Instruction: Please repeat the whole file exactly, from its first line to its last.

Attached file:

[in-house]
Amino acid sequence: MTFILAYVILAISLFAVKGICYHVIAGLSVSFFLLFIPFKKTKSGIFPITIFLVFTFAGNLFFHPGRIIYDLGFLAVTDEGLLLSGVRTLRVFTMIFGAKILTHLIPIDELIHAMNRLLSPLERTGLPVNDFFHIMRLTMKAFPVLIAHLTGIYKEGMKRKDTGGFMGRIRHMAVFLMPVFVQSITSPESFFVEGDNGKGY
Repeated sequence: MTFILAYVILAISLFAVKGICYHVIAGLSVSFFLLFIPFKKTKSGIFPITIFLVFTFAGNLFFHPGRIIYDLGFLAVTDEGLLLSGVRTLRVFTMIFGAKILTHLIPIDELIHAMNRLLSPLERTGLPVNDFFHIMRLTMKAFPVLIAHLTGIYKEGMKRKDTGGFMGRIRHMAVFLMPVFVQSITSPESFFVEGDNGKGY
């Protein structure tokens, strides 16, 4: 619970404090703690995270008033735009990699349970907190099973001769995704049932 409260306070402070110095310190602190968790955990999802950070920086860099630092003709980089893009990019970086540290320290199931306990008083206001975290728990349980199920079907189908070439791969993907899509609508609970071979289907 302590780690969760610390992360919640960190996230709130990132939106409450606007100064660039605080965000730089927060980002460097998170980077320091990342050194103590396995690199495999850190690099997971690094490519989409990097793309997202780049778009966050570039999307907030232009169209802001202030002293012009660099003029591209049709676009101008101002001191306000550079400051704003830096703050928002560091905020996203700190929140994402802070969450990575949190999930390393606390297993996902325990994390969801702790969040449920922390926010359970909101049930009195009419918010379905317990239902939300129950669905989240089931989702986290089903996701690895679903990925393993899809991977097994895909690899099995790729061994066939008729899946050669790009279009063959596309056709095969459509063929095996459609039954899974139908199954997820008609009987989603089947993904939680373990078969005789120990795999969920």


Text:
[in-house]
Amino acid sequence: MTFILAYVILAISLFAVKGICYHVIAGLSVSFFLLFIPFKKTKSGIFPITIFLVFTFAGNLFFHPGRIIYDLGFLAVTDEGLLLSGVRTLRVFTMIFGAKILTHLIPIDELIHAMNRLLSPLERTGLPVNDFFHIMRLTMKAFPVLIAHLTGIYKEGMKRKDTGGFMGRIRHMAVFLMPVFVQSITSPESFFVEGDNGKGY
Repeated sequence: MTFILAYVILAISLFAVKGICYHVIAGLSVSFFLLFIPFKKTKSGIFPITIFLVFTFAGNLFFHPGRIIYDLGFLAVTDEGLLLSGVRTLRVFTMIFGAKILTHLIPIDELIHAMNRLLSPLERTGLPVNDFFHIMRLTMKAFPVLIAHLTGIYKEGMKRKDTGGFMGRIRHMAVFLMPVFVQSITSPESFFVEGDNGKGY
């Protein structure tokens, strides 16, 4: 619970404090703690995270008033735009990699349970907190099973001769995704049932 409260306070402070110095310190602190968790955990999802950070920086860099630092003709980089893009990019970086540290320290199931306990008083206001975290728990349980199920079907189908070439791969993907899509609508609970071979289907 302590780690969760610390992360919640960190996230709130990132939106409450606007100064660039605080965000730089927060980002460097998170980077320091990342050194103590396995690199495999850190690099997971690094490519989409990097793309997202780049778009966050570039999307907030232009169209802001202030002293012009660099003029591209049709676009101008101002001191306000550079400051704003830096703050928002560091905020996203700190929140994402802070969450990575949190999930390393606390297993996902325990994390969801702790969040449920922390926010359970909101049930009195009419918010379905317990239902939300129950669905989240089931989702986290089903996701690895679903990925393993899809991977097994895909690899099995790729061994066939008729899946050669790009279009063959596309056709095969459509063929095996459609039954899974139908199954997820008609009987989603089947993904939680373990078969005789120990795999969920």